As work gets underway on the state budget, the recent weather events in California — which left more than a dozen people dead and caused tens of thousands to evacuate their homes — have put a spotlight on the state of water infrastructure.
In the new budget proposal he recently announced, Gov. Gavin Newsom proposed $202 million to go toward flood protection. The investments will be divided between urban flood risk reduction, delta levees and Central Valley flood protection, according to the plan.
“The state’s proposed 2023 budget recognizes the need for critical investments in our water infrastructure, with new funding proposed for flood risk reduction and protection, as well as several other important water management strategies,” said Assemblymember Sharon Quirk-Silva, D-Fullerton. “As California’s policymakers, my fellow representatives and I must constantly readdress infrastructure limitations in our state.”
The governor’s proposal isn’t the final product. Legislators will hold hearings and work through the proposal. Newsom’s office will release a revised plan based on the latest economic forecast in May, and the legislature has until June 15 to pass the budget.
Assemblymember Diane Dixon, R-Huntington Beach, said Orange County does a great job of water control and management. But more could be done, she said — and that’s where the state comes in throughout the budget process.
“No matter what your beef is about climate change, we have a long history of living through floods, mudslides and large amounts of rainfall,” Dixon said. “Local government has been aggressively working on flood control. The state needs to resource flood control and water retention. We are woefully behind.”
At the local level, projects that aim to evaluate flood risk and redesign standing structures to strengthen flood protection are underway. Here’s a look at three that legislators want to see more of the likes of.
East Garden Grove Wintersburg Channel Improvement Project
Located in Huntington Beach between Pacific Coast Highway and Warner Avenue, the East Garden Grove Wintersburg Channel is a regional flood control facility that spans more than 10 miles.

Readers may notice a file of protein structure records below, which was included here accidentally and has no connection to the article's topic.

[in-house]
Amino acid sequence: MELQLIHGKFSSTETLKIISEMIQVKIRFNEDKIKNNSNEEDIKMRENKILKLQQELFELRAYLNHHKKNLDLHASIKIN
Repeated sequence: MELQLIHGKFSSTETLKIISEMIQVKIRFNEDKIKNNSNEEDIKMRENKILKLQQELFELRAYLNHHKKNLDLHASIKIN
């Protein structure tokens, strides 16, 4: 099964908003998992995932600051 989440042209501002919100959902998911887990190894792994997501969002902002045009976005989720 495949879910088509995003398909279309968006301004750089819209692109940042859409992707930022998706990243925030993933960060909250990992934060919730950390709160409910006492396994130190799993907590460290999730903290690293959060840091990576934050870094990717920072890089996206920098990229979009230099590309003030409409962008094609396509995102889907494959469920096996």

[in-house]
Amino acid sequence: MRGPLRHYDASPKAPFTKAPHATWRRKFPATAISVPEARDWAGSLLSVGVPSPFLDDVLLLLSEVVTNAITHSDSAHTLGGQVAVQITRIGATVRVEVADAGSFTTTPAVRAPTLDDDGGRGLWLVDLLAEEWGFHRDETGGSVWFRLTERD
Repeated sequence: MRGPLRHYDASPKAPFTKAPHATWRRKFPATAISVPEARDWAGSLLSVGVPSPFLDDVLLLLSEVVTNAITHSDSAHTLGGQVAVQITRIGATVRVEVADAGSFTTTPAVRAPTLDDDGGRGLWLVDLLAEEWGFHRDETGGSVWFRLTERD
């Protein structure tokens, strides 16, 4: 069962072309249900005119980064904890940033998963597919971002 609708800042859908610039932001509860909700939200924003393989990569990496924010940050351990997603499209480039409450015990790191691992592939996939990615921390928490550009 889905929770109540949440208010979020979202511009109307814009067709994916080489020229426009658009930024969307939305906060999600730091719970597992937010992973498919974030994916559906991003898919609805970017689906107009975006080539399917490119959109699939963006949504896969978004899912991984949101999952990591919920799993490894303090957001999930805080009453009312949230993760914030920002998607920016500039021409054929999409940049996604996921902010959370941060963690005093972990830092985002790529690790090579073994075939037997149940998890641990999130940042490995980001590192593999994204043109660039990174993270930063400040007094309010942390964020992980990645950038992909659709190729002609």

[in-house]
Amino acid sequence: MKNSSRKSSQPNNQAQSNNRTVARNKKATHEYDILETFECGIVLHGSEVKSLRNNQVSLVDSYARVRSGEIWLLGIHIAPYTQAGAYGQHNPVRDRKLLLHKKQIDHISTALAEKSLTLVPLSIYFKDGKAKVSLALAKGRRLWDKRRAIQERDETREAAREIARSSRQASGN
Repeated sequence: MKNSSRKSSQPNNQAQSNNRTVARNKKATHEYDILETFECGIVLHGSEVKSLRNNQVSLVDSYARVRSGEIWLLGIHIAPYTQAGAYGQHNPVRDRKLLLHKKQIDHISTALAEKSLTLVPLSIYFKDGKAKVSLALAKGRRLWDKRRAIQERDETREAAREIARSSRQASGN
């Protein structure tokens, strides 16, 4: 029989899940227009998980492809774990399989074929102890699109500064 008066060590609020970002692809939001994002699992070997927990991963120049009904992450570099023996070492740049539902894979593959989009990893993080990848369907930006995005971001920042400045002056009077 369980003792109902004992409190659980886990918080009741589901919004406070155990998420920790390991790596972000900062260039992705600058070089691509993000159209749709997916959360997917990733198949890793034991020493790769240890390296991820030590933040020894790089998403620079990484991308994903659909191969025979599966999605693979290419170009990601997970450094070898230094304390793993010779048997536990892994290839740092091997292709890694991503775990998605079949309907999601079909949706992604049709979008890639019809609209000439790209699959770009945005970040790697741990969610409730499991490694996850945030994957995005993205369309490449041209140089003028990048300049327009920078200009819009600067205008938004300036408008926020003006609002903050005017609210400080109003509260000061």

The project is projected to be finished next month. Construction started in August 2020 to bring the channel up to current design standards and enhance flood protection for nearby residents.
Shannon Widor, strategic communications officer for OC Public Works, said the remaining work includes adding covers on top of sections of the steel sheet pile walls installed on either side of the channel. Before construction, channel walls were made of soil, which is susceptible to erosion. Cement has since been injected into the standing soil, and coupled with the non-erodible sheet piles — interlocked steel sections that together create a continuous wall — will provide stronger support against high water levels during heavy rainfall.
The new design aspects will also prevent ponding in the back of the channel walls, which are very close to adjacent properties.
Huntington Beach Channel and Talbert Channel Sheet Piles Repair Project
Orange County is home to many coastal communities, from Seal Beach to San Clemente, which face great flood risks.
This particular project in Huntington Beach intends to strengthen flood protection for surrounding communities by replacing corroded steel sheet piles that have a life expectancy of fewer than 10 years with more durable steel sheet piles. The water drainage system will also be improved with a new curb and gutter system to prevent erosion.
The goal is to eliminate homeowners’ need to purchase flood insurance, which was required for some when they received a mortgage or home improvement loan.
Widor said substantial project completion is expected in August, while total completion should be done by January 2024.
Yorba Street Roadway, Stormwater Drainage and Sidewalk Project
In combination with similar proposed drainage and sidewalk improvements on nearby Prospect Avenue in unincorporated Santa Ana, OC Public Works is planning to improve a portion of Yorba Street to reduce flooding and improve pedestrian safety.
Widor said construction is estimated to start in July and run through June of next year. The design phase is underway and OC Public Works is collecting input from residents, he said. The project will repave a portion of Yorba Street and install a curb and gutter system to separate the road from properties that sit along it.
In its current state, the area does not have a sidewalk but has open ditches adjacent to the road. Uneven pavement also poses a risk to pedestrians: Even small pools of water that form during periods of heavy rain can put an unsupervised child at risk of drowning.
“The purpose of the project is to not only address ponding water at certain street locations in the area due to heavy rainfall but also to add a sidewalk to connect with other sidewalks in the community and enhance pedestrian safety,” Widor said.
Assemblymember Tri Ta, who represents parts of Santa Ana, said Orange County has been prepared for water disasters but could use more help from the state to keep residents safe.
“This is not a new issue, it has been raised for many, many years,” he said. “The governor needs to pay more attention.”
Source: Orange County Register
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